In most years, the dark clouds over western Oklahoma in the spring would be bringing rain. This year, they're more likely to be smoke from wildfires that have burned thousands of acres in the past month as the state and its farmers struggle with a severe drought.
Oklahoma was drier in the four months following Thanksgiving than it has been in any similar period since 1921. That's saying a lot in the state known for the 1930s Dust Bowl, when drought and high winds generated severe dust storms that stripped the land of its topsoil.
Neighboring states are in similar shape as the drought stretches from the Louisiana Gulf coast to Colorado, and conditions are getting worse, according to the U.S. Drought Monitor. The area in Texas covered by an extreme drought has tripled in the past month to 40 percent, and in Oklahoma it nearly doubled in one week to 16 percent, according to the monitor's March 29 update.
An extreme drought is declared when there's major damage to crops or pasture and widespread water shortages or restrictions.
While dozens of people in Kansas, Oklahoma and Texas have lost homes to the hundreds of grassfires that have torn through the parched landscape in the past month, Oklahoma officials said more fires caused more damage as recently as 2009. This year, the biggest losses are likely to come from the drought's effect on the wheat farmers planted last fall and hoped to harvest in June, they said.
Almost all of Oklahoma is covered in some degree of drought. Only the far northeastern corner has escaped, thanks to a few big winter snowstorms.
On Jim Freudenberger's 1,500-acre farm in Coyle, only puny tufts of green poke through much of the topsoil. Freudenberger, 73, said he's weathered several droughts and floods in his decades of farming, and he's still hoping for enough rain in the next two months to save his crop. But even if it comes, he said, the result's likely to be a crapshoot: One of his fields was covered in foot-tall wheat and could be saved, but the plants in another field about 3 miles away had barely emerged late last month.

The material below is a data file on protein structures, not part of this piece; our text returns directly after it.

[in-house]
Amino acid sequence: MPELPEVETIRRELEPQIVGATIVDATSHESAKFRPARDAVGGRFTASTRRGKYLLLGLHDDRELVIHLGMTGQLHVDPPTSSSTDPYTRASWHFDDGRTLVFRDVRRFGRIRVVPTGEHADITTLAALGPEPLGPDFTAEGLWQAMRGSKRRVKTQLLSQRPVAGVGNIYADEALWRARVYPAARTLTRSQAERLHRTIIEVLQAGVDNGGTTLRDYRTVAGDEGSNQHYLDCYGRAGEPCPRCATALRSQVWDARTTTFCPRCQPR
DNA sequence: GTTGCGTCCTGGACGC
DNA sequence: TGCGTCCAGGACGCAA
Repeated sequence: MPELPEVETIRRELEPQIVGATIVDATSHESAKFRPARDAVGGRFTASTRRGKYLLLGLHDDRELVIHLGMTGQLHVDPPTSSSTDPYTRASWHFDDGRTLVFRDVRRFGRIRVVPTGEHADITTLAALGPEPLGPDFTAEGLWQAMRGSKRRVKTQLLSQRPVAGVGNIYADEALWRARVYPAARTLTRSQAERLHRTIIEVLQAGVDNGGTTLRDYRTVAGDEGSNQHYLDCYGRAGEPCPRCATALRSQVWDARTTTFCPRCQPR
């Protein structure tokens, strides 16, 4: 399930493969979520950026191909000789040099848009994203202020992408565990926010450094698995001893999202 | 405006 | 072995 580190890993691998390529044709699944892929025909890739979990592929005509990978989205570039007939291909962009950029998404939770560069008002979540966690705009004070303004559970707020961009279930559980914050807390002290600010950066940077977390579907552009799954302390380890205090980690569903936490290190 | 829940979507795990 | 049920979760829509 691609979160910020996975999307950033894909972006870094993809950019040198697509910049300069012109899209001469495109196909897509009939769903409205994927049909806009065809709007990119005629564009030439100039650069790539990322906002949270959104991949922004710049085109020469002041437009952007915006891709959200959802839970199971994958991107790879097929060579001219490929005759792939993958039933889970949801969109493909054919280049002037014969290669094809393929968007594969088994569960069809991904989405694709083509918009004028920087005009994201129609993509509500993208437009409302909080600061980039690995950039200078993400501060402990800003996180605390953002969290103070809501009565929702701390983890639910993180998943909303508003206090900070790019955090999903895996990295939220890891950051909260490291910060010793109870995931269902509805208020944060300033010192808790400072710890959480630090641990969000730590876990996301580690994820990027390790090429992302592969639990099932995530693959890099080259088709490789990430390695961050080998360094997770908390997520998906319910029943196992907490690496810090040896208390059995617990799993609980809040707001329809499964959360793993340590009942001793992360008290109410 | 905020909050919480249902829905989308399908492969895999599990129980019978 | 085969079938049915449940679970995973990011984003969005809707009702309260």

"If it doesn't do anything else, it'll make some hay," he said.
Mike Spradling, the president of the Oklahoma Farm Bureau, said many wheat farmers have considered just plowing under their fields and switching to another crop.
Associate state climatologist Gary McManus said conditions have actually gotten worse since crops began emerging. The plants have rapidly sucked up the limited moisture in the soil.
"Some places have already lost their wheat crop farther south and in the Panhandle," he said. "In the driest parts of the state, the rainfall they have gotten, it's not enough to make them rest easy with their crops. It's just a bad situation."
Paul Fruendt said he's been farming for 25 years and he's never seen such bad growing conditions. His farm in Guthrie in central Oklahoma got a little rain, but he said his crops will still probably run out of water within a few weeks.
"For us already, we're going to suffer," said Fruendt, who invested about $100,000 in his wheat. "Probably two-thirds of our gross income has been wiped out for the next six months."
Ranchers in western Oklahoma are worried about their land too. Monte Tucker, 36, a volunteer firefighter and cattle rancher who lives in Sweetwater near the Texas border, said the grass and brush on his property are like tinder. He saw 1,500 of his 5,000 acres burn a few years ago, and without rain, it could easily happen again this year.
"Right now, it's like gasoline," he said of his land.